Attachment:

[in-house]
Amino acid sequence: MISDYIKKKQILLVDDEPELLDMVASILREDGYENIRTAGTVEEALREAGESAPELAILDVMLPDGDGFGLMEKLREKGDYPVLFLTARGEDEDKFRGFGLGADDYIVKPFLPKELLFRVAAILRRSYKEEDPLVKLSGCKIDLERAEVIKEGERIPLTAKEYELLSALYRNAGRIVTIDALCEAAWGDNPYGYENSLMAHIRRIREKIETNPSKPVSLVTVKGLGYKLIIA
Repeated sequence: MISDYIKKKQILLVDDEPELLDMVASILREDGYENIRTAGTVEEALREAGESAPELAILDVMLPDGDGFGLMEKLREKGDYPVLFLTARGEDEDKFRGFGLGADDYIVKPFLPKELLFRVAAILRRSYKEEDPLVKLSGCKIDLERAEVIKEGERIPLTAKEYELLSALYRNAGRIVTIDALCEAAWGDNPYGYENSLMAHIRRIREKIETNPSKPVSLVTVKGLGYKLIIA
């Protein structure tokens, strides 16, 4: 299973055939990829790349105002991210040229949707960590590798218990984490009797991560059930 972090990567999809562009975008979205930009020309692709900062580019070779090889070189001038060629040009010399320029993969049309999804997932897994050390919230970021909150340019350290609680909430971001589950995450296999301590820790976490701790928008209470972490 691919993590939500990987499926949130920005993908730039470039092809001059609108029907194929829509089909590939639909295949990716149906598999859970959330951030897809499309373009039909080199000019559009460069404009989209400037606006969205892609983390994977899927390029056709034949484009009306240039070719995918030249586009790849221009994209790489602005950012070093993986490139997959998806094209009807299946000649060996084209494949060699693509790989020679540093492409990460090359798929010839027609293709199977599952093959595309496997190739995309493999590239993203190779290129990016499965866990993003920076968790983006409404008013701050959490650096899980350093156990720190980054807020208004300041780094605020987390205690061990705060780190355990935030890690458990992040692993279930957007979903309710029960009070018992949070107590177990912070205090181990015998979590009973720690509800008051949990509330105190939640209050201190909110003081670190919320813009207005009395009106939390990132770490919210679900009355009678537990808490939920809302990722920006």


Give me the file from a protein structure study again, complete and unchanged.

[in-house]
Amino acid sequence: MISDYIKKKQILLVDDEPELLDMVASILREDGYENIRTAGTVEEALREAGESAPELAILDVMLPDGDGFGLMEKLREKGDYPVLFLTARGEDEDKFRGFGLGADDYIVKPFLPKELLFRVAAILRRSYKEEDPLVKLSGCKIDLERAEVIKEGERIPLTAKEYELLSALYRNAGRIVTIDALCEAAWGDNPYGYENSLMAHIRRIREKIETNPSKPVSLVTVKGLGYKLIIA
Repeated sequence: MISDYIKKKQILLVDDEPELLDMVASILREDGYENIRTAGTVEEALREAGESAPELAILDVMLPDGDGFGLMEKLREKGDYPVLFLTARGEDEDKFRGFGLGADDYIVKPFLPKELLFRVAAILRRSYKEEDPLVKLSGCKIDLERAEVIKEGERIPLTAKEYELLSALYRNAGRIVTIDALCEAAWGDNPYGYENSLMAHIRRIREKIETNPSKPVSLVTVKGLGYKLIIA
């Protein structure tokens, strides 16, 4: 299973055939990829790349105002991210040229949707960590590798218990984490009797991560059930 972090990567999809562009975008979205930009020309692709900062580019070779090889070189001038060629040009010399320029993969049309999804997932897994050390919230970021909150340019350290609680909430971001589950995450296999301590820790976490701790928008209470972490 691919993590939500990987499926949130920005993908730039470039092809001059609108029907194929829509089909590939639909295949990716149906598999859970959330951030897809499309373009039909080199000019559009460069404009989209400037606006969205892609983390994977899927390029056709034949484009009306240039070719995918030249586009790849221009994209790489602005950012070093993986490139997959998806094209009807299946000649060996084209494949060699693509790989020679540093492409990460090359798929010839027609293709199977599952093959595309496997190739995309493999590239993203190779290129990016499965866990993003920076968790983006409404008013701050959490650096899980350093156990720190980054807020208004300041780094605020987390205690061990705060780190355990935030890690458990992040692993279930957007979903309710029960009070018992949070107590177990912070205090181990015998979590009973720690509800008051949990509330105190939640209050201190909110003081670190919320813009207005009395009106939390990132770490919210679900009355009678537990808490939920809302990722920006």